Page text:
Another instance of the state successfully passing the buck to local authorities., Texas—People here are bracing for a spike in crime after the city put its police force on furlough.

Budget woes in Alto, Texas have forced drastic measures, including laying off the five-member police force. A newspaper's antique printing press is being moved to a museum for safe keeping. WSJ's Ana Campoy reports.

"Everybody's talking about 'bolt your doors, buy a gun,' " said Monty Collins, Alto's mayor, who was against the measure.

City Council members sent the police home when they decided they couldn't afford them. On June 15, the police chief and his four officers secured the evidence room, changed the passwords on their computers and locked the department's doors for six months—longer if local finances don't improve by then.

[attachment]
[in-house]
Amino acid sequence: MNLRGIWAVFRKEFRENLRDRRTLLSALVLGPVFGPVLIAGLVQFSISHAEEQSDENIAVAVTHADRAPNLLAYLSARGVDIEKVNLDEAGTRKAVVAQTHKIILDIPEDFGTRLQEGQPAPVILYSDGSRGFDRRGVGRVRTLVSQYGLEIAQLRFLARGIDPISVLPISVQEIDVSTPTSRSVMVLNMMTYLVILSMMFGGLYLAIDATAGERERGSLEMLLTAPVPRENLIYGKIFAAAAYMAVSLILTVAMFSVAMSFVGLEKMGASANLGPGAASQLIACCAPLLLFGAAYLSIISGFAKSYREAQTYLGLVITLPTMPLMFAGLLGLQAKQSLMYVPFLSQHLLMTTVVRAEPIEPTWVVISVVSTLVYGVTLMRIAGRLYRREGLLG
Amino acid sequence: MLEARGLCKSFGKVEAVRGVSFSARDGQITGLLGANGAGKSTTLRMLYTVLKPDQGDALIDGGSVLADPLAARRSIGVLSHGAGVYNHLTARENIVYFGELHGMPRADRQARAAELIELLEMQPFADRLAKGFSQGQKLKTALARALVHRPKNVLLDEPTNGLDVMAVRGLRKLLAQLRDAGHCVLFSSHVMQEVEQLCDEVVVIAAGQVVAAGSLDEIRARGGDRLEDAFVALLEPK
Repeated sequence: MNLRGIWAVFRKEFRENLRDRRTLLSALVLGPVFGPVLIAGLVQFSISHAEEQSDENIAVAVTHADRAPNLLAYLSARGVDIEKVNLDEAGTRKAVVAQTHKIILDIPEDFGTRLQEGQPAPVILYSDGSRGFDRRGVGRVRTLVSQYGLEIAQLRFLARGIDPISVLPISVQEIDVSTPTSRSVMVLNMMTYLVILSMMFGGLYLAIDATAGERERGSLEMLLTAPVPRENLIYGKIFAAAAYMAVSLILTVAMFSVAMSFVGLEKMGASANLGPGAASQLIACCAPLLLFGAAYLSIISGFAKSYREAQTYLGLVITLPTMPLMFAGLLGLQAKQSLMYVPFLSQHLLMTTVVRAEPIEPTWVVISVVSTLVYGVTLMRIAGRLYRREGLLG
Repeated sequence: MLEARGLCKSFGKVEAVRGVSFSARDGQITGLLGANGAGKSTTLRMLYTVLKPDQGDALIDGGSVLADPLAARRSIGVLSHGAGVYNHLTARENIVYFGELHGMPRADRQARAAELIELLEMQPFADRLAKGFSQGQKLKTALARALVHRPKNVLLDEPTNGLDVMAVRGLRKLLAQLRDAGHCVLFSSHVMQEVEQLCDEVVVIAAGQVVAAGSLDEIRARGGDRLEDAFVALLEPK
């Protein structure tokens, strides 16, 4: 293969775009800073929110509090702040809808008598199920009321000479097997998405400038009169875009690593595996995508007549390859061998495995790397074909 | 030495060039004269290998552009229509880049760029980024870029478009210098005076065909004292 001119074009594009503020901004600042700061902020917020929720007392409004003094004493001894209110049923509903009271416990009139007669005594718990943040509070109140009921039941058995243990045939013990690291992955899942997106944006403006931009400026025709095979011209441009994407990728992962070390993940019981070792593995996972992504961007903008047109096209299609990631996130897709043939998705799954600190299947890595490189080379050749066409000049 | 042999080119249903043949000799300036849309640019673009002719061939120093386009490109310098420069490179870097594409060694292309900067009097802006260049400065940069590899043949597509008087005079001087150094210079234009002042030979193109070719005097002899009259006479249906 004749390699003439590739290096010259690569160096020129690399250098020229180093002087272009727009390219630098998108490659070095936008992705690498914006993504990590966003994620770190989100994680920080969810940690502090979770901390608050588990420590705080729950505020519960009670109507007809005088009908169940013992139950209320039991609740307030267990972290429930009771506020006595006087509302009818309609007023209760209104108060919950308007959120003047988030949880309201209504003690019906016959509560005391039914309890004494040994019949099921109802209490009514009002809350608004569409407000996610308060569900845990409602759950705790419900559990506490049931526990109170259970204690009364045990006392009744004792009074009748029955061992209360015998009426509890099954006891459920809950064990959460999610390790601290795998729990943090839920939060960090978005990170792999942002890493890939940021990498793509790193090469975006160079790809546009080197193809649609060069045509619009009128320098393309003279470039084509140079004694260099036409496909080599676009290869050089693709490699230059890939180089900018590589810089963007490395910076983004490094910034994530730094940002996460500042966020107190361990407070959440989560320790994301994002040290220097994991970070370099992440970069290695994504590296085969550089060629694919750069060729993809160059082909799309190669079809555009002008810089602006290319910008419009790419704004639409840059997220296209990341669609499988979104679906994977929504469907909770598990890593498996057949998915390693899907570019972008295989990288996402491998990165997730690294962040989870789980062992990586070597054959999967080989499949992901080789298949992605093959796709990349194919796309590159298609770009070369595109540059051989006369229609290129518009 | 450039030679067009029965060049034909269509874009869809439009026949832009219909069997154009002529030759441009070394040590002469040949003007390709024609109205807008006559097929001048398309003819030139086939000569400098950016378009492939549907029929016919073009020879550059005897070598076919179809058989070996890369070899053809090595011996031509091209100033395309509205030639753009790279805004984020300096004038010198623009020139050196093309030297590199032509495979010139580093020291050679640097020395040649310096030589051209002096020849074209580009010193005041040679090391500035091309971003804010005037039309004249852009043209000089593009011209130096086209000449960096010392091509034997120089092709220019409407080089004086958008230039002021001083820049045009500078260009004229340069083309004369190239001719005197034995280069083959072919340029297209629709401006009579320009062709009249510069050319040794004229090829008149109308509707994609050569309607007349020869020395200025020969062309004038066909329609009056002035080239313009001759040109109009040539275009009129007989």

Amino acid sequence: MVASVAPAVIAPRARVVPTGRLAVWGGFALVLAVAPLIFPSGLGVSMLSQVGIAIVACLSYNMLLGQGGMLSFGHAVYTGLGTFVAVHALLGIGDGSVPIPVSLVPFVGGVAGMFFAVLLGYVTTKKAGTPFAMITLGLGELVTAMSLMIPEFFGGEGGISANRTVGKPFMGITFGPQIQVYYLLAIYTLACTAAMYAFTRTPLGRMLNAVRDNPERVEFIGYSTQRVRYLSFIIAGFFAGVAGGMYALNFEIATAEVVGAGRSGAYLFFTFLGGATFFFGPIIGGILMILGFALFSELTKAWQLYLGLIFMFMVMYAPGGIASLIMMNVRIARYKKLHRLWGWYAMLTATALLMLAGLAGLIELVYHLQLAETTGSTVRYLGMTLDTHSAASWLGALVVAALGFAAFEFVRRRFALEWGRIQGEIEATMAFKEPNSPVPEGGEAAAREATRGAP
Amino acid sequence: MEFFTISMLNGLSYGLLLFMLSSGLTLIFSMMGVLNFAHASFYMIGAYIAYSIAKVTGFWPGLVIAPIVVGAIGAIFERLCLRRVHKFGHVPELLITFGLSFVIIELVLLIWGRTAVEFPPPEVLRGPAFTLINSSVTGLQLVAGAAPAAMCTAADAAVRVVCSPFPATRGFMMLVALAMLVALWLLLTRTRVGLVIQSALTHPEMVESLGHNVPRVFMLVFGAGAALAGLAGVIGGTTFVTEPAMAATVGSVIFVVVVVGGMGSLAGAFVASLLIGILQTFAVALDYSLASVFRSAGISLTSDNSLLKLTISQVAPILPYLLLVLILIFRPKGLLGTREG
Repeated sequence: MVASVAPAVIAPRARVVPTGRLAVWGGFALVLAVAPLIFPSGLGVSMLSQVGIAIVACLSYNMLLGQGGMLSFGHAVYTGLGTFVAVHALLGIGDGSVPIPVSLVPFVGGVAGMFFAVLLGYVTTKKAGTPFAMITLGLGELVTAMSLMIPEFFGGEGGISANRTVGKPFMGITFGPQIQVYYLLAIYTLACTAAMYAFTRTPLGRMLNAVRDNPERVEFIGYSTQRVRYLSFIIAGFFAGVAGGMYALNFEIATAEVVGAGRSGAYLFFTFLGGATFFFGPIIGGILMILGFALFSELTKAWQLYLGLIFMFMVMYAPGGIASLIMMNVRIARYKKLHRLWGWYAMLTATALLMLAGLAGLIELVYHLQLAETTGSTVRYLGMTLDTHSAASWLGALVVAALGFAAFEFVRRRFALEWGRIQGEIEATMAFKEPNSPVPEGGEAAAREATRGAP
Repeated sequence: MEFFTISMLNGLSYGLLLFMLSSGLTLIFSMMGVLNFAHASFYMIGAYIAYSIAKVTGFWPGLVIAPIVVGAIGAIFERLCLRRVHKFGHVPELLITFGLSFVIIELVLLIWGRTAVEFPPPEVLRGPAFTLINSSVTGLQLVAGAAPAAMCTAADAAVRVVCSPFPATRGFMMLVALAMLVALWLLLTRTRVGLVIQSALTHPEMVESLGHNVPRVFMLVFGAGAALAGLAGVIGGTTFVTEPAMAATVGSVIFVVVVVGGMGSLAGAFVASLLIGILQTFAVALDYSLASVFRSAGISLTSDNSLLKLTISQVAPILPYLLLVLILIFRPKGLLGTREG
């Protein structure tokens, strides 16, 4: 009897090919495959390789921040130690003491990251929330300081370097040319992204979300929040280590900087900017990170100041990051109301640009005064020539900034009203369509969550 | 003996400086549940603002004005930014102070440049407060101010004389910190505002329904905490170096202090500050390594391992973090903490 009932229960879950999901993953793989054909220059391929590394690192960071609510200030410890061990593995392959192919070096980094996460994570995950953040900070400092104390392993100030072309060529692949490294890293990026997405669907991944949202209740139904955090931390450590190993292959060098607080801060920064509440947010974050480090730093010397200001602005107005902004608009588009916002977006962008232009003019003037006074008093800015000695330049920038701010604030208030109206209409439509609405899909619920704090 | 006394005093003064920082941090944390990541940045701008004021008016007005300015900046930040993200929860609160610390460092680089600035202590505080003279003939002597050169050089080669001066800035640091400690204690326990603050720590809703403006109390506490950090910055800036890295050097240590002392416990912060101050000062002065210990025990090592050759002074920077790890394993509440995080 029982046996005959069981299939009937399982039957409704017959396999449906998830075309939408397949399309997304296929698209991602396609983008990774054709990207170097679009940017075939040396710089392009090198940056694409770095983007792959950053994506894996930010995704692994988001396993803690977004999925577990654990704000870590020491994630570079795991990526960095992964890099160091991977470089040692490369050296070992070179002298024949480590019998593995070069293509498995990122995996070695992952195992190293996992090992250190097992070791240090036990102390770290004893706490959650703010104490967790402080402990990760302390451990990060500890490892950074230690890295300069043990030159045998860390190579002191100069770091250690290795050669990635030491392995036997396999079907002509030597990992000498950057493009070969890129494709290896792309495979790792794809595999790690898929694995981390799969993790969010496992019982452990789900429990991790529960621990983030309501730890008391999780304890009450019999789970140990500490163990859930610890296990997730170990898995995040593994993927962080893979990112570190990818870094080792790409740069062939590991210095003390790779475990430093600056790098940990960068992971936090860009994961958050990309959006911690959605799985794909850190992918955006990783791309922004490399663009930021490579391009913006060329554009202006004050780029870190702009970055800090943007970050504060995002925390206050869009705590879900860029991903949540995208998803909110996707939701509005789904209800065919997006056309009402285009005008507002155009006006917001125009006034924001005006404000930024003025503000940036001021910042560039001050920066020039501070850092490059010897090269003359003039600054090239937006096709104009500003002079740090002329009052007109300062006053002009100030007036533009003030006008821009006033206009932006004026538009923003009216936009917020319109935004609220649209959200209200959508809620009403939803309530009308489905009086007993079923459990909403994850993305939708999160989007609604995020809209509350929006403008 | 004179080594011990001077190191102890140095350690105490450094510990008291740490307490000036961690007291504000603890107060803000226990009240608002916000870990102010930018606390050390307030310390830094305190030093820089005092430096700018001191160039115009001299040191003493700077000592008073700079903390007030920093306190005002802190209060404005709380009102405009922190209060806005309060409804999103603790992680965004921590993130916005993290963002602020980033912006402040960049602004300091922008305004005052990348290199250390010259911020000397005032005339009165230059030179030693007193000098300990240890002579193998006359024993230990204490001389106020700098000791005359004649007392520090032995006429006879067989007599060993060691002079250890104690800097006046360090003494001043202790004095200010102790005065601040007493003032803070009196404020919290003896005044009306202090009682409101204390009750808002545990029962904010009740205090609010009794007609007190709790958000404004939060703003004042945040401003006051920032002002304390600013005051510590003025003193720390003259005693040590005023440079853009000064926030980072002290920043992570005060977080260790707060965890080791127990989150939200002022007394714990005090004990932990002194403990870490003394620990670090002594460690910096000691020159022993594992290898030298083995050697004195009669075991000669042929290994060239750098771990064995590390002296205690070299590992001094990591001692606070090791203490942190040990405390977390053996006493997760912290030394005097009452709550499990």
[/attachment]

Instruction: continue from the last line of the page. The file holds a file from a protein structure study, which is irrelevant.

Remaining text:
The closure of small-town police forces is part of a broader consolidation of services in communities across the U.S. Keeping the peace is rarely a revenue-making operation and is easier to outsource to county or state agencies than responsibilities such as utilities, some officials say. Others see advantages in having a bigger, more professional force patrol their communities.
"We had to do something drastic," said Jerry Flowers, councilman and hay farmer. "The police department, being a non-money-making entity, was the easiest to get rid of while we catch our breath and build up some cash."

Some in town, including Police Chief Charles Barron, say the city should have cut elsewhere, given local crime. Last year in Alto, where the per-capita crime rate exceeds the statewide level, there were 39 larcenies, 23 burglaries, two assaults, one robbery and one auto theft, or 66 crimes, compared to 51 the year before, though that year included a rape and four aggravated assaults.